It is said that the course of a man's life goes from his Birth and rearing on the farm tote city, through business and banking until his later years and then he longs to get back to the farm with its quiet and peaceful beauties. It was so with Mr. Snyder. So he bought the 300 acre farm about three miles south of Plymouth on the Michigan Road and named it "Bonaventrue," saying with a laugh that it was a good venture if not a financially successful one, for there he expected to get, and did get, great pleasure. He remodeled the buildings, made good the fencing, cleared the woods of magnificent maples, elms, beeches, and walnuts, it was here he loved to spend both his money and his time during the spring, summer and fall, until the rigors of winter sent him back to his Plymouth home.
The only immediate living relatives are a brother, John O. Snyder, just north of Centennial park and a sister, Mrs. Ada Bollman, formerly of Plymouth and now living in Washington state.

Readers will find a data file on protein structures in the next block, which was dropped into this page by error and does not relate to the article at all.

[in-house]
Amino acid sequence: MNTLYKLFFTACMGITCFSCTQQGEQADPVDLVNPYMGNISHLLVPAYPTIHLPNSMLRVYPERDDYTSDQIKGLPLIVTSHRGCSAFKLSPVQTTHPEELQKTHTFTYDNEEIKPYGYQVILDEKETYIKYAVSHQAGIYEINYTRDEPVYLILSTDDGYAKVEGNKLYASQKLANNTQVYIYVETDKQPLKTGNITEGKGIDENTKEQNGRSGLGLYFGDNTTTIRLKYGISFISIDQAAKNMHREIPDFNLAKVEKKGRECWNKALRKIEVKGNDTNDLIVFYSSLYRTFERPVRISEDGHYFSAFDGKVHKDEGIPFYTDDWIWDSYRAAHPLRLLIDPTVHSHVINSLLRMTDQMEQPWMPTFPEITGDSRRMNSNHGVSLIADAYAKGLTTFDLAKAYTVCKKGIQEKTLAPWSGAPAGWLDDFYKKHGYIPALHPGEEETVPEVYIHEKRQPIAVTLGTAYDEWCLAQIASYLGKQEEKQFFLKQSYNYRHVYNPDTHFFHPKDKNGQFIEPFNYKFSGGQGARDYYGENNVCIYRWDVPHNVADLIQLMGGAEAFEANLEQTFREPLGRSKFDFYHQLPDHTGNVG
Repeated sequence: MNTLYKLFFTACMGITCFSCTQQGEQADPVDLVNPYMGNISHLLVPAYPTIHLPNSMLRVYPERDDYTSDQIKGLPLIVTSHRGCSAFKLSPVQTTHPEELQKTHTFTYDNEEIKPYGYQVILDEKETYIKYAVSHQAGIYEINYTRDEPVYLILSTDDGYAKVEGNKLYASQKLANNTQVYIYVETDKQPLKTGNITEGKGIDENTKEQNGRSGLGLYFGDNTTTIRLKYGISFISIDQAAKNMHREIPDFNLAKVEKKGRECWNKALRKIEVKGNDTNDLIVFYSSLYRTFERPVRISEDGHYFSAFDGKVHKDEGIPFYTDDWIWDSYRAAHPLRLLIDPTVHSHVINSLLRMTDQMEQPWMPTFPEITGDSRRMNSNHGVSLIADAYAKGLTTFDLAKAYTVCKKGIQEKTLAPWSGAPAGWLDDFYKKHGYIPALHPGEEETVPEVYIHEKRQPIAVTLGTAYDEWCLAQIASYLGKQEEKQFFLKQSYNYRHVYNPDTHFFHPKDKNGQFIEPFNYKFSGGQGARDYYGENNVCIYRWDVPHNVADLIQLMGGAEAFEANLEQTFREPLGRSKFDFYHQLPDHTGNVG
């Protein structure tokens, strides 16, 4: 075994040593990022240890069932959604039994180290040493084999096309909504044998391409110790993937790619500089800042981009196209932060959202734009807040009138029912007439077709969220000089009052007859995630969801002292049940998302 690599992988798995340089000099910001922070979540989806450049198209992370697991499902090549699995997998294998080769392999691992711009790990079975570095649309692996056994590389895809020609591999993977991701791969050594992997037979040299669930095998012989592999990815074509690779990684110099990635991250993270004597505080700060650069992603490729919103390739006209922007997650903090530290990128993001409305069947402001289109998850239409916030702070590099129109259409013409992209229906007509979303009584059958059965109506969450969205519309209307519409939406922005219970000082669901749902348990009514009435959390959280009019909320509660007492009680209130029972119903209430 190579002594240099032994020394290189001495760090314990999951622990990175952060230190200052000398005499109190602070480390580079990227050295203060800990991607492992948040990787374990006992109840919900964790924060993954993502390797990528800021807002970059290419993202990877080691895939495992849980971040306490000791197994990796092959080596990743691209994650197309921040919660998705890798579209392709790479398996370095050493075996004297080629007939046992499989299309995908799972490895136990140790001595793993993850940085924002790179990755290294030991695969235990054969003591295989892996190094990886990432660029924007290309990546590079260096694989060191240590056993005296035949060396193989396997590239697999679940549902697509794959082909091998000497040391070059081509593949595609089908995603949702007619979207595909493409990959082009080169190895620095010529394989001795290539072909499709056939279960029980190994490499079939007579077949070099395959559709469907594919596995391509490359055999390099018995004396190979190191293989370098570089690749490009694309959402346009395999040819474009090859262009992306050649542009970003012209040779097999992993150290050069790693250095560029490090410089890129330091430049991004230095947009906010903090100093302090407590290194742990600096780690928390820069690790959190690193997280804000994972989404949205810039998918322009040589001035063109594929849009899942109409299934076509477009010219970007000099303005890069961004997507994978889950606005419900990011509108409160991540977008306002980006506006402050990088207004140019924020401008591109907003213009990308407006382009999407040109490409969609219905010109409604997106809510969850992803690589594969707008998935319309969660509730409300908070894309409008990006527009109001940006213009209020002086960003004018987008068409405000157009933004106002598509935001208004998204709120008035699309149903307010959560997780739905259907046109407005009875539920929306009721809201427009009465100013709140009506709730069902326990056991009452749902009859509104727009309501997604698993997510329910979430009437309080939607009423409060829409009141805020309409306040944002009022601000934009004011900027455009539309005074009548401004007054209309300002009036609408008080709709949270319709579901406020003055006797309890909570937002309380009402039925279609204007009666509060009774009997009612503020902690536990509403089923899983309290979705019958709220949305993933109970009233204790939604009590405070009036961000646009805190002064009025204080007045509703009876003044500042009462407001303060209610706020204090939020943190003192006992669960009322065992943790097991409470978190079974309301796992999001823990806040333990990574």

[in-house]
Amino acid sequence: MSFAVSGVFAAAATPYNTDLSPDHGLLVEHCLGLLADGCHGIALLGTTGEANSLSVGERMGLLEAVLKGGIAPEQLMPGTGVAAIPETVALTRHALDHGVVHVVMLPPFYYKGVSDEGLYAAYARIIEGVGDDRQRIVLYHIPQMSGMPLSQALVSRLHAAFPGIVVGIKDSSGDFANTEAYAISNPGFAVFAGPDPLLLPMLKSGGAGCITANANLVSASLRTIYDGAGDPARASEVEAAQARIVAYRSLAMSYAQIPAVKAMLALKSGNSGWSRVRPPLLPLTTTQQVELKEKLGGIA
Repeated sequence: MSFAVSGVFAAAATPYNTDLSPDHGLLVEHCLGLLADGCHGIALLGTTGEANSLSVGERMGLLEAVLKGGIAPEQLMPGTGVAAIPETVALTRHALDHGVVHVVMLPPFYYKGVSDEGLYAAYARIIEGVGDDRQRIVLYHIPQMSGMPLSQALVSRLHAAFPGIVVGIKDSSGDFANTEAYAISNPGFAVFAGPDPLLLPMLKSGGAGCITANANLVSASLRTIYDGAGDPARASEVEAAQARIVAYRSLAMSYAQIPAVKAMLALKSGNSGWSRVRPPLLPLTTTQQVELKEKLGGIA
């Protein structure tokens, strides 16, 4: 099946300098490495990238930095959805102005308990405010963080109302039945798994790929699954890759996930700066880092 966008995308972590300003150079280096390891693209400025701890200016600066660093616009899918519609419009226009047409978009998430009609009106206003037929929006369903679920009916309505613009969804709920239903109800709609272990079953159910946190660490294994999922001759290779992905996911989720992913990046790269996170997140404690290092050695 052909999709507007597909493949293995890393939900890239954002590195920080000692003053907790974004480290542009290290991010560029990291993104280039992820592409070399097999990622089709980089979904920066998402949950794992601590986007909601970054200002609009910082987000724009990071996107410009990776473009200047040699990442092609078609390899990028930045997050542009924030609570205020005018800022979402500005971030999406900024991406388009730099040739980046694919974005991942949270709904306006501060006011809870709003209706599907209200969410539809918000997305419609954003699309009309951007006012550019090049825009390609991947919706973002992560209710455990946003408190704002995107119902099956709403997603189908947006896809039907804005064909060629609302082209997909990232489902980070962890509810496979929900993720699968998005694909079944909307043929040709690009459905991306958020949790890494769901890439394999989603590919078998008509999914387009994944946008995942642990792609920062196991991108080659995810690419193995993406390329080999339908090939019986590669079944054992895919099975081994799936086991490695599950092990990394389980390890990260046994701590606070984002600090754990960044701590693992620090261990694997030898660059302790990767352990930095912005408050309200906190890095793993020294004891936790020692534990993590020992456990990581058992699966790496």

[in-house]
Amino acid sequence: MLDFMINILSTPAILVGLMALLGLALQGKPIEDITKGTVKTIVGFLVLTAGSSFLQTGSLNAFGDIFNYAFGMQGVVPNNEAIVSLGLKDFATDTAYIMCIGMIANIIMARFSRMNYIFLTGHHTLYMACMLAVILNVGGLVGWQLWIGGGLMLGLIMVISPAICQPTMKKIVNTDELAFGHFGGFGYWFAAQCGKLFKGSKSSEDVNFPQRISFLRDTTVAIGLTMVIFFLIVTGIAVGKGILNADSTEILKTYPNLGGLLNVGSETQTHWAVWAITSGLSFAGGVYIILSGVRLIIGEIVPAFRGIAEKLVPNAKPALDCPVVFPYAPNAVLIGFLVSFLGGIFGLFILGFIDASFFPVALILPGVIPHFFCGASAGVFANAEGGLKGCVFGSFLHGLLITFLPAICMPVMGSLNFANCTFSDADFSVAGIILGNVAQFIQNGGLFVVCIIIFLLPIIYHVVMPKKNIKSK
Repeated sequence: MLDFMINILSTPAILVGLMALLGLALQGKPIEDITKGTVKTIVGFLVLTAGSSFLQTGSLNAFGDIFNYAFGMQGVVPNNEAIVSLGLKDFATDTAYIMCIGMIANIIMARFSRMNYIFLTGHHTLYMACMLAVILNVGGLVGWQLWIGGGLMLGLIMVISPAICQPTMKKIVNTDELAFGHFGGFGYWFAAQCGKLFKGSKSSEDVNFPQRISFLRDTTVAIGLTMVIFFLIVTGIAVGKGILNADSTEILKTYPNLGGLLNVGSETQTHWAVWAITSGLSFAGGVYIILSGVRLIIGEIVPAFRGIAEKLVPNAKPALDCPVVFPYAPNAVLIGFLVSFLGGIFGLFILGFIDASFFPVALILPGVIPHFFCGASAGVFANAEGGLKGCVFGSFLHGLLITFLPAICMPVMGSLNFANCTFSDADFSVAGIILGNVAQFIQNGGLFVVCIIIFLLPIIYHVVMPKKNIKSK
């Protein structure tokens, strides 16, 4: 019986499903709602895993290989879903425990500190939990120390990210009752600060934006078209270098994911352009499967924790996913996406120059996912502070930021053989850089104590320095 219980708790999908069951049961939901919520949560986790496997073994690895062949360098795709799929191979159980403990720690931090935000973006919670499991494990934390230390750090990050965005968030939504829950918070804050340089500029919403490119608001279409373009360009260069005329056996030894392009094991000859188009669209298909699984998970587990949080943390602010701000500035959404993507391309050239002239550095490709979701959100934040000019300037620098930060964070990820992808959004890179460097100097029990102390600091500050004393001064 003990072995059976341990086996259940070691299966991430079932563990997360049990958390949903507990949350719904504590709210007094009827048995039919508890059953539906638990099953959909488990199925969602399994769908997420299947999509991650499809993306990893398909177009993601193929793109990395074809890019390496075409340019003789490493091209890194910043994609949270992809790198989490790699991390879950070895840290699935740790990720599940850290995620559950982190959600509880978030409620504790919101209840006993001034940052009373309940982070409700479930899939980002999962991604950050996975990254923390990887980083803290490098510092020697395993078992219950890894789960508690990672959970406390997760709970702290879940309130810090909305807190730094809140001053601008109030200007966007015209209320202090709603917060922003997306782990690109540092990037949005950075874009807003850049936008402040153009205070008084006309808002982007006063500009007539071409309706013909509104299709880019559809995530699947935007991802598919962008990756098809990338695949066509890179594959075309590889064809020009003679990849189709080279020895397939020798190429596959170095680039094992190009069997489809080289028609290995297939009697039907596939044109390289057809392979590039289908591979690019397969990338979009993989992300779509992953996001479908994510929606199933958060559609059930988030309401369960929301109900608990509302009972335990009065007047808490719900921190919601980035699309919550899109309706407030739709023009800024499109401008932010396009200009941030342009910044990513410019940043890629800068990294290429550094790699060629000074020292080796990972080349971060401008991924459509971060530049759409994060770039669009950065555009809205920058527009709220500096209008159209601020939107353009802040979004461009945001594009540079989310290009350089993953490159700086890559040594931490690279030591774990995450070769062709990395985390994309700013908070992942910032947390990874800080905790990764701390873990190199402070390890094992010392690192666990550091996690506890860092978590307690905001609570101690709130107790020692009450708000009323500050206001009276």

Mrs. Snyder died on Sunday in 1916; her sister, Miss Margaret Steckman, died on Sunday Dec 2, 1934; and now Mr. Snyder departed this life on Sunday. He left a lengthy will, in which he makes K. Frank Brooke his executor.
The funeral of David E. Snyder will be held at the Snyder home, 612 S. Michigan street, at 2:30 p.m. Wednesday, the services being conducted by Father William J. Cordick, rector of St. Thomas Episcopal church. The body is at the home and is in charge of the Runnell Mortuary